Y House by TOFU

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Y House by TOFU

Here's another house by Osaka studio TOFU Architects (see their N House in our earlier story), this time located in Fukui, Japan, and completely wrapped in a material normally used for roofing. 

Y House by TOFU

Called Y House, the tall narrow building has a sloping roof and staggered façade clad in an aluminium-zinc alloy.

Y House by TOFU

There are three storeys at the front of the house but the sloping roof means there are only two floors at the rear of the building.

Y House by TOFU

The living space is located on the second floor, with a large window providing views of the surrounding fields and mountains.

Y House by TOFU

The spare room sits in the eaves at the very top of the house, with a little glazed section in the middle of its floor, allowing views into the level below.

Y House by TOFU

Photographs are by Dan Imai.

Y House by TOFU

All our stories on Japanese houses on Dezeen ¬Ľ

Y House by TOFU

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Y House by TOFU

Here's some more information from the architects:


Y-HOUSE

This is small house for the young couple in Obama, Fukui, Japan. There is a vacant lot around the site.

Y House by TOFU

So, by creating a large window on the second floor, it is possible to see paddy fields, mountains, sky and feel to spread over a floor area.

Y House by TOFU

This plan has high ceilings and large living with cross sections of two small rooms. By the relationship between great room and small room, we created many different places in the small house.

Y House by TOFU

Click above for larger image

The house is wrapped with galvalume, the black masses standing quietly in vacant lot are familiar with the countryside.

Y House by TOFU

Click above for larger image

Architects: TOFU
Location: Obama,Fukui,Japan
Project Architect: Fumiya Ogawa+Tomonobu Higashino

Y House by TOFU

Click above for larger image
Site Area: 253.24 sqm
Project Area: 80.46 sqm
Project Year: 2010


See also:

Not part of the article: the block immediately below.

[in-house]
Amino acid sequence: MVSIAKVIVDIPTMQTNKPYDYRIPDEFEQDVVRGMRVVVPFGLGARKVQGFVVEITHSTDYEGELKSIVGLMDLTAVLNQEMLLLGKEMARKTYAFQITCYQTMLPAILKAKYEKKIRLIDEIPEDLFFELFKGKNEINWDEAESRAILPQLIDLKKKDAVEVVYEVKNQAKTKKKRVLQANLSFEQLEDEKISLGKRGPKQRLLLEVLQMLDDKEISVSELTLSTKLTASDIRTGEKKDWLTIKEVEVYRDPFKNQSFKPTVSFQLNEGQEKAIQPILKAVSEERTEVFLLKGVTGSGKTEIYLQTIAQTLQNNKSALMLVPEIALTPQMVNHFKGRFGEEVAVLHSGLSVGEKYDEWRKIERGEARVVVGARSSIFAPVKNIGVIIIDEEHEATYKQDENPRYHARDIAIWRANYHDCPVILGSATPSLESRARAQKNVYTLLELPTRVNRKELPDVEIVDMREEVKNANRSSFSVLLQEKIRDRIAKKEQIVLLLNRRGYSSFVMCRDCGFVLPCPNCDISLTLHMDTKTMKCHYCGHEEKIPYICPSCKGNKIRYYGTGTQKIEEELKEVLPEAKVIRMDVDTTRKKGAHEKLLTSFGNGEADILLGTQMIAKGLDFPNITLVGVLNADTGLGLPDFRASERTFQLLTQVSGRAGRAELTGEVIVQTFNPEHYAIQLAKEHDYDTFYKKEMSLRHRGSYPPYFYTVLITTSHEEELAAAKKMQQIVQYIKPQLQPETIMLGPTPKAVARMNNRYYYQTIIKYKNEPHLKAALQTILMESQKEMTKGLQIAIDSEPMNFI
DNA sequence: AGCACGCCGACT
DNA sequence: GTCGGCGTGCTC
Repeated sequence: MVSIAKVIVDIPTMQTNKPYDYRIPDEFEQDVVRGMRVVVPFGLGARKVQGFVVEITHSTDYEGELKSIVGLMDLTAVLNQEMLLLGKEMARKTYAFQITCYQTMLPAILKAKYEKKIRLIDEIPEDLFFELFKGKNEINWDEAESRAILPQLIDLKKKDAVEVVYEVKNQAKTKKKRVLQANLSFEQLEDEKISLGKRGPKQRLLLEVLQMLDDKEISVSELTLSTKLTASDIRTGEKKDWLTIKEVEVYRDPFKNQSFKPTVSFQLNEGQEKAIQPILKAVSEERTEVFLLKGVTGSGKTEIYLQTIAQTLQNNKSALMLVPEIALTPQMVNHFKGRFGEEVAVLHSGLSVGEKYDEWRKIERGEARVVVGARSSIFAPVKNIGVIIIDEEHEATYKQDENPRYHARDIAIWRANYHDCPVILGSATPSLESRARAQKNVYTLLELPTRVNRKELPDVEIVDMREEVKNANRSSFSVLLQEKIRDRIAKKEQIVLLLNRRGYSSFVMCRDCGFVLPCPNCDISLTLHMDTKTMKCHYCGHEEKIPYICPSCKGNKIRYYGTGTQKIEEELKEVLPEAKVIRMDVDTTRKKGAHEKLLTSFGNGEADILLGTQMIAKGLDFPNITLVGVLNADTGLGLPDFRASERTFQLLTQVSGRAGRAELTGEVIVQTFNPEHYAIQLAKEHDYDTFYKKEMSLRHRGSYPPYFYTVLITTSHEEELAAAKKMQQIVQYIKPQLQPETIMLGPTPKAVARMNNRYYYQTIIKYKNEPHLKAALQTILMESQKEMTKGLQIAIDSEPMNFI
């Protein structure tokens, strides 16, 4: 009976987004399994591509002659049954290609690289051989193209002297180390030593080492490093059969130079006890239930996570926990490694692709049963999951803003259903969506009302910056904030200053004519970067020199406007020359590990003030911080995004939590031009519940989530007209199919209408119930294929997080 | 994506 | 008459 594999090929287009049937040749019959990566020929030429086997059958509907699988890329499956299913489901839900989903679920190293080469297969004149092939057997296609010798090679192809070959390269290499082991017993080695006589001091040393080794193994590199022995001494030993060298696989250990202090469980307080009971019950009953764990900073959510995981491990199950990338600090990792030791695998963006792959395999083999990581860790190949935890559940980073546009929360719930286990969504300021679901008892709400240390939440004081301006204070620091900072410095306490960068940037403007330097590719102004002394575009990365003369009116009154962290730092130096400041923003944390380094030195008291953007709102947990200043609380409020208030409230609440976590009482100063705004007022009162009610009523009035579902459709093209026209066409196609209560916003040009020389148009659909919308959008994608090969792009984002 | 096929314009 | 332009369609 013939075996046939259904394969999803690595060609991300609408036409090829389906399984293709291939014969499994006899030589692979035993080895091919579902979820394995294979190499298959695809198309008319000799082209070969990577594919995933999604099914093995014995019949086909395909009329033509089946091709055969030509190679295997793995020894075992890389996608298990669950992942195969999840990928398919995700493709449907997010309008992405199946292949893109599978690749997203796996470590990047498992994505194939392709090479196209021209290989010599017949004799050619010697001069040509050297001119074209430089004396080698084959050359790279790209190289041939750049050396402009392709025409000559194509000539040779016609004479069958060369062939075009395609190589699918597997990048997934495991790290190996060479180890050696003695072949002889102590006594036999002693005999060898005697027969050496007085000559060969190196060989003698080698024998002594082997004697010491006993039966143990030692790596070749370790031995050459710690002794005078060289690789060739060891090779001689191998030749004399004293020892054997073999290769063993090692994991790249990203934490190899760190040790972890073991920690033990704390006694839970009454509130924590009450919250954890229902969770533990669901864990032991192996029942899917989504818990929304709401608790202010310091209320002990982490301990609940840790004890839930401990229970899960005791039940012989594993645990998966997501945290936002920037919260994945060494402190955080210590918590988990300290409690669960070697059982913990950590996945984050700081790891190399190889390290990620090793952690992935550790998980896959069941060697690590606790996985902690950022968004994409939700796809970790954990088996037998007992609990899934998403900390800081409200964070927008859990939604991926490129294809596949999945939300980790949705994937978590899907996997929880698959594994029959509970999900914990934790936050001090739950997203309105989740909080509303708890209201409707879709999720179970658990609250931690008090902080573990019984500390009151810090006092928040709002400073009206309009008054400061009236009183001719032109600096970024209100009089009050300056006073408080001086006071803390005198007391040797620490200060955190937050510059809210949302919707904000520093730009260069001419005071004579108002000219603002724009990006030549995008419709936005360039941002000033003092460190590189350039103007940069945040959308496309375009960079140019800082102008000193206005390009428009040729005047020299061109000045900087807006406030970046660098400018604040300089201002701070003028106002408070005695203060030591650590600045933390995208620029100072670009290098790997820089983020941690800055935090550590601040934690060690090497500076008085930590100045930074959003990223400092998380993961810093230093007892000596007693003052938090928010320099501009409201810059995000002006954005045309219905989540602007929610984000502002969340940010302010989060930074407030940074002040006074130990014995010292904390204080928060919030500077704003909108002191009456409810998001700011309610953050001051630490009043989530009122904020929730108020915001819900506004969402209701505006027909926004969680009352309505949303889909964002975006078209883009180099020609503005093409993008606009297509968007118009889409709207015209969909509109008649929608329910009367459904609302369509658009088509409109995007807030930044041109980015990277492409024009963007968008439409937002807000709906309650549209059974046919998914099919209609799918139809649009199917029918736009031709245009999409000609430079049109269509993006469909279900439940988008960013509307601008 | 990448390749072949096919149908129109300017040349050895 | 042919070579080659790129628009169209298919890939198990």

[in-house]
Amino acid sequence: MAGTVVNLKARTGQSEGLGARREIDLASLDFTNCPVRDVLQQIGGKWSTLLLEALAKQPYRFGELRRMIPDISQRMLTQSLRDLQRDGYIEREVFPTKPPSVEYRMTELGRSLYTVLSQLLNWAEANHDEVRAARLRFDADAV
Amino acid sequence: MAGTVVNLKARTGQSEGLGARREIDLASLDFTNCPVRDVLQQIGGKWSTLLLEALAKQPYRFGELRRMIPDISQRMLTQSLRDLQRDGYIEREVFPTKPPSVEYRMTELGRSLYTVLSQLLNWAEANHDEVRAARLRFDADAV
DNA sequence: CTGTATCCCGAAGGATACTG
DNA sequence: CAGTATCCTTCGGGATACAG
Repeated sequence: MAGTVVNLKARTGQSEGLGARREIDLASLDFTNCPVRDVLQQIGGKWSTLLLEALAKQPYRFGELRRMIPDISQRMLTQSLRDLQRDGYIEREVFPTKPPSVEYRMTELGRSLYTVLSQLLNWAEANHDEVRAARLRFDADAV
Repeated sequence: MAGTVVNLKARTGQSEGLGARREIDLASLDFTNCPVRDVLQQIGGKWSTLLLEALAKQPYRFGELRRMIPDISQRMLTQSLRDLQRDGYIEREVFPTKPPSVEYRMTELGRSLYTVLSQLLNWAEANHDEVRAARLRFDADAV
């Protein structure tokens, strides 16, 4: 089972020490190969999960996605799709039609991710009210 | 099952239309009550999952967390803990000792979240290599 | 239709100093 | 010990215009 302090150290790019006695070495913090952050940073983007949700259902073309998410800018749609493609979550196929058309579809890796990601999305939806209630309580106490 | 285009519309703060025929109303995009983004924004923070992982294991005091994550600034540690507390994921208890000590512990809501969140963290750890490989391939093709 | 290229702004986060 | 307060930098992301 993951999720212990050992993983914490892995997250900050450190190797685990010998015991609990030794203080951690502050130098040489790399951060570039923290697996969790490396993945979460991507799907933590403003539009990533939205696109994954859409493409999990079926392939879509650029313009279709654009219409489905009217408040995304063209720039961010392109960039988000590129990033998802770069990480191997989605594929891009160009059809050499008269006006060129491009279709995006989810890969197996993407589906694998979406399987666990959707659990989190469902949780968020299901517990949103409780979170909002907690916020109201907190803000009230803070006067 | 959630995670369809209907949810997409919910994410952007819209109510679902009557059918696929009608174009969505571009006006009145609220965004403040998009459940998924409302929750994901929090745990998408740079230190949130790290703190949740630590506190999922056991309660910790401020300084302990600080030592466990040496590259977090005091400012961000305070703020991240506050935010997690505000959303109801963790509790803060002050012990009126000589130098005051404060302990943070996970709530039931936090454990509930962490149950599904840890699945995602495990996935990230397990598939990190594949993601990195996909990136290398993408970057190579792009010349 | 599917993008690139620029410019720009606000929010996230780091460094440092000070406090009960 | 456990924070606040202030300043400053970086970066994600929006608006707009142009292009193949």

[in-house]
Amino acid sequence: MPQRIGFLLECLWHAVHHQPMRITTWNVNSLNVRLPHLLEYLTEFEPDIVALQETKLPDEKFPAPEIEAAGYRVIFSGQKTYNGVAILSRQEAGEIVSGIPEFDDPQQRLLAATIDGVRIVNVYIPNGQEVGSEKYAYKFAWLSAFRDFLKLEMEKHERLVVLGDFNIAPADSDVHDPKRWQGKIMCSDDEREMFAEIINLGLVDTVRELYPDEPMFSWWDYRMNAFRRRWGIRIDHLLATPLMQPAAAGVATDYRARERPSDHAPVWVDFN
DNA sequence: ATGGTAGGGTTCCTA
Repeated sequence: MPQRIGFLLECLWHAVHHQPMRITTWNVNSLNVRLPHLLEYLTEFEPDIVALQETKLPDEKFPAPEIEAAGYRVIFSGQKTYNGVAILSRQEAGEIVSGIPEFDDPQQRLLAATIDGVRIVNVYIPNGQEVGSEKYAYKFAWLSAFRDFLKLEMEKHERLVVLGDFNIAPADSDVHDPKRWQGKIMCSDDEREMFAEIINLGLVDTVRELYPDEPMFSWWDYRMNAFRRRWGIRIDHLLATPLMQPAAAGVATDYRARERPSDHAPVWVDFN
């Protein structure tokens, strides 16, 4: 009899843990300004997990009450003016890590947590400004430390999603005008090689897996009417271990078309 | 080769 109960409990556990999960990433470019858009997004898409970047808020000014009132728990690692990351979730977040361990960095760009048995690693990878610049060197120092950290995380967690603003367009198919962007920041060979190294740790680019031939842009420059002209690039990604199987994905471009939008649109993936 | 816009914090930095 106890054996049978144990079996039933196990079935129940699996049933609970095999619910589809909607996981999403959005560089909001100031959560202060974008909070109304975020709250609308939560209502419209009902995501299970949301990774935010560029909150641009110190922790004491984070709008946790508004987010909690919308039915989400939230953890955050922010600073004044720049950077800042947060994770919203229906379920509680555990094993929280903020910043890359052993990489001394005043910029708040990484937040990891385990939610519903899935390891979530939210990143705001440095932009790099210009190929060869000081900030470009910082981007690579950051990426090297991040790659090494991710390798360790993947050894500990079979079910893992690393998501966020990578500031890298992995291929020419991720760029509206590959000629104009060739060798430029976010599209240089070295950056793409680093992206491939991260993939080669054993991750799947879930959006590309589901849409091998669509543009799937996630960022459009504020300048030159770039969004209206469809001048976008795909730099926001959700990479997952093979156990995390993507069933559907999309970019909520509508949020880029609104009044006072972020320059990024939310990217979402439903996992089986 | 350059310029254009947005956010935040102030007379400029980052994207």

.

N House by
TOFU
Long Tall House by
Spacespace
Fiscavaig Project by
Rural Design
  • sara

    bit boring. the gass floor will have a rug on it in no time.

  • CT and stuff

    I see London, I see France…

  • Alex

    It is not clear only one, how to live in this house under high voltage wires?

  • felix

    front elevation is the only interesting part really

  • eyeontheworld

    In a few years people will see this in the same light as they see 1970`s Lodon council tower blocks. A deep sigh of passive resignation escapes me.

  • http://www.brgstudio.com nulla

    It's not over the top… but the front elevation has a good amount of caracter. Definetely the best bit.

  • http://www.vancitylofts.com Glenn

    Good call on the glazed floor!

  • mcmlxix

    I love the materials inside and out. I fully agree that the front facade has a good deal of character, and it’s the only cue of the interior interest. It’s amazing how much has been put inside of the envelope.

  • rock

    great planning; very compact but retaining the proportions of section/plan + creating comfortable spaces. well expressed materiality.
    i also wonder if they put radiation insulation in the roof – that neighbouring pylon is menancing!
    good domestic project

  • redordead

    Ah, a Japanese house. So it must have no connection with its surroundings, will have hideous power grid cables everywhere, no concern for safety or the heating bill and a small plot of land made even more useless by the design, which is more about art than about living. Well, this time it looks like the architect could contain himself, but apart from the front part it is quite boring.

  • http://interiordesigners.de/ Carl

    From the interior design side it’s a bit boring, but the exterior is nicely done. Small but overviewable. Another thing is the high voltage power lines above the house cause permanent strong electric fields.